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02-05-2011 | Cardiometabolic | Article

Central obesity doubles the risk for death in CAD patients


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MedWire News: Central obesity, but not body mass index (BMI), is directly associated with increased mortality in coronary artery disease (CAD) patients, US researchers report.

The effect is even observed in patients with a normal BMI, adds the team in the Journal of the American College of Cardiology.

"Our data suggests waist circumference (WC) and waist-hip-ratio (WHR) to be more reliable than BMI in stratifying mortality risk in CAD patients, explain Francisco Lopez-Jimenez (Mayo Clinic, Rochester, Minnesota) and colleagues.

The researchers analyzed data from five studies involving 15,923 individuals with CAD, for whom measures of WC or WHR were available.

After a median follow-up period of 2.3 years there were 5696 reported deaths.

The team found that individuals who were in the highest tertile of central obesity (WC>99 cm and/or WHR>0.98 for men and WC>96 cm and/or WHR>0.93 for women) were at a 70% increased risk for mortality than those in the lowest tertile (WC≤89 and/or WHR≤0.94 for men and WC≤84 cm and/or WHR≤0.86 women).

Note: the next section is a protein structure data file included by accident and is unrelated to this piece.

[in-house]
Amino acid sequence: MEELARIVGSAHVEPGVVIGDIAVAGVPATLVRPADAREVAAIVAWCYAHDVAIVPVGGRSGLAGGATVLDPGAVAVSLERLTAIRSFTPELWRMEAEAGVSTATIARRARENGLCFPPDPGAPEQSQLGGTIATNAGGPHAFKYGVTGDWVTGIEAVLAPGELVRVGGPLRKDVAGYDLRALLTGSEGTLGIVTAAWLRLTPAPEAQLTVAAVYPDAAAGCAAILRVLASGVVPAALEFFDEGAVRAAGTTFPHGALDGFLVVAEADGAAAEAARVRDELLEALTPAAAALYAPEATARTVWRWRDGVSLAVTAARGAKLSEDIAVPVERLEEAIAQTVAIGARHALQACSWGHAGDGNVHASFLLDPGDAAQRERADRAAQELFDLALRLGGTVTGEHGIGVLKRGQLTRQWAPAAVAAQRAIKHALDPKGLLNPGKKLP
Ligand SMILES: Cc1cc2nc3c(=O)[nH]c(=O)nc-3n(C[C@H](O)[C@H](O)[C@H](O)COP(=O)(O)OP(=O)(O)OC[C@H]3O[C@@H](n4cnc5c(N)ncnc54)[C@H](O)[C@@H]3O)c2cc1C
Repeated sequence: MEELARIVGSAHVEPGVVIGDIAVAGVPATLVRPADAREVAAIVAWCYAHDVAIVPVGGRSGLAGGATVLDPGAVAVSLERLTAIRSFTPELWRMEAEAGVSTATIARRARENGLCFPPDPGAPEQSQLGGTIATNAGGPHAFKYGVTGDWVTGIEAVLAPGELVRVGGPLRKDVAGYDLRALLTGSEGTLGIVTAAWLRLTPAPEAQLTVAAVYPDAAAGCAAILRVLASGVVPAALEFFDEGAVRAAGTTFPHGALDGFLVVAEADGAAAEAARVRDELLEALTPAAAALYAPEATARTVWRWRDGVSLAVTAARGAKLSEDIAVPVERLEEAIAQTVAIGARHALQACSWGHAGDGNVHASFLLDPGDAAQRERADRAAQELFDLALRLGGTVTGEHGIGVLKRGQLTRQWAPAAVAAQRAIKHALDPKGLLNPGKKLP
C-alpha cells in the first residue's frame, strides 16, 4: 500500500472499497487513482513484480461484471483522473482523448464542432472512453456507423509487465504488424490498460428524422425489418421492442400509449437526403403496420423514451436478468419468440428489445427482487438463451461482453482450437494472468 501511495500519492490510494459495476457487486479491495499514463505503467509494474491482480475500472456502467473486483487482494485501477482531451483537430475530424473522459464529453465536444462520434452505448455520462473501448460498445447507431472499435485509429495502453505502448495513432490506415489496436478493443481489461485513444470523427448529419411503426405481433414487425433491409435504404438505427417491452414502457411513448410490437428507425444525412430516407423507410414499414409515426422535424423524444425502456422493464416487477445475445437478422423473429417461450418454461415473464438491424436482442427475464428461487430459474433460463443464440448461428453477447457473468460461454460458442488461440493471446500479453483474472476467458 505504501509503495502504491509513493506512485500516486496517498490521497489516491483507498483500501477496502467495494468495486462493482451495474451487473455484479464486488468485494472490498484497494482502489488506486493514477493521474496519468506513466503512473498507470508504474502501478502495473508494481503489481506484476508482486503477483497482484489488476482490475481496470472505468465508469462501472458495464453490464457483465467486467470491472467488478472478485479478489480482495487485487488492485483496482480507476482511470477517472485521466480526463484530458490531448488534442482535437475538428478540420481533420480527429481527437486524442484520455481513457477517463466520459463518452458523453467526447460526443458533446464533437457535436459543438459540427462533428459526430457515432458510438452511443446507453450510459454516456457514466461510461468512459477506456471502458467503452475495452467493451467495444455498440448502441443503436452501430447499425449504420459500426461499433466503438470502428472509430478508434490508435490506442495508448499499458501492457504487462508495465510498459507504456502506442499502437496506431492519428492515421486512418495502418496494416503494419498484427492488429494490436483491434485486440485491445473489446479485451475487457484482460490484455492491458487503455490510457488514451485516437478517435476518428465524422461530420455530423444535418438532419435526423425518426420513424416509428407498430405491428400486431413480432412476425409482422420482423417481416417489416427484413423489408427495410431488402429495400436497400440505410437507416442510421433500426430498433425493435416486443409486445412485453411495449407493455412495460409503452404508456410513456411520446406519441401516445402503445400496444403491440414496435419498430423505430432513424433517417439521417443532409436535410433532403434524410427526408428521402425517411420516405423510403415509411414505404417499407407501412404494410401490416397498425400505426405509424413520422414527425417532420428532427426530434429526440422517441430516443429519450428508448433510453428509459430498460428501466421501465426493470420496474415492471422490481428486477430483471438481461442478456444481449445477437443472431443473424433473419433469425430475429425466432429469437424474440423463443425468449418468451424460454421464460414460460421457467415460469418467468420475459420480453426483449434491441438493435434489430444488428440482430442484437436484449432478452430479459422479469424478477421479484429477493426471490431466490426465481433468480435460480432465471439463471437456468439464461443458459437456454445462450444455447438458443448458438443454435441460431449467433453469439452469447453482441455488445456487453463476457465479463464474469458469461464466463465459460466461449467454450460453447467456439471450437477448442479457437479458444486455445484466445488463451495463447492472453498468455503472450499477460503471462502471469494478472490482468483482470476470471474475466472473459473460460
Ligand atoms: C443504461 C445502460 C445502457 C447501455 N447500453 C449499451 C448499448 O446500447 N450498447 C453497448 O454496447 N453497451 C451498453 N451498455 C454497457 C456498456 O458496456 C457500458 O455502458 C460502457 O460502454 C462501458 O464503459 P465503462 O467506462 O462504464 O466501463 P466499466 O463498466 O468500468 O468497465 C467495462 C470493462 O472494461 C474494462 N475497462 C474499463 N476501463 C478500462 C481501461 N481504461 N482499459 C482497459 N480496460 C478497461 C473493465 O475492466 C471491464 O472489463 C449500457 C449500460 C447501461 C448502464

In contrast, BMI was inversely associated with mortality; patients in the highest BMI tertile (>27.1 or 27.9 kg/m2 for men and women, respectively) were at a 36% lower risk for death than those in the lowest BMI tertile (≤24.1 or 23.7 kg/m2, respectively).

Further analysis revealed that the association between central obesity and increased mortality was even observed in individuals with a normal BMI (18.5-24.9 kg/m2).

Indeed, compared with normal-weight individuals in the lowest tertile of central obesity, risk for death increased 70% among those in the highest tertile.

"These findings might have significant implications for clinical practice, because it is generally accepted that, if BMI is normal, no further measures of obesity are necessary, and no lifestyle modifications to induce weight loss might be recommended," explain the researchers.

In addition, the team found that central obesity was associated with a 93% increased risk for death among individuals with a BMI in the obese category (≥30 kg/m2), suggesting that measures of central obesity are "stronger prognostic markers than BMI in CAD patients, irrespective of BMI."

Lopez-Jimenez et al conclude: "In light of these results, we suggest that WC and/or WHR should be documented in patients with CAD, regardless of their BMI, to improve risk stratification and foster therapeutic recommendations for fat loss."

MedWire ( is an independent clinical news service provided by Springer Healthcare Limited. © Springer Healthcare Ltd; 2011

By Nikki Withers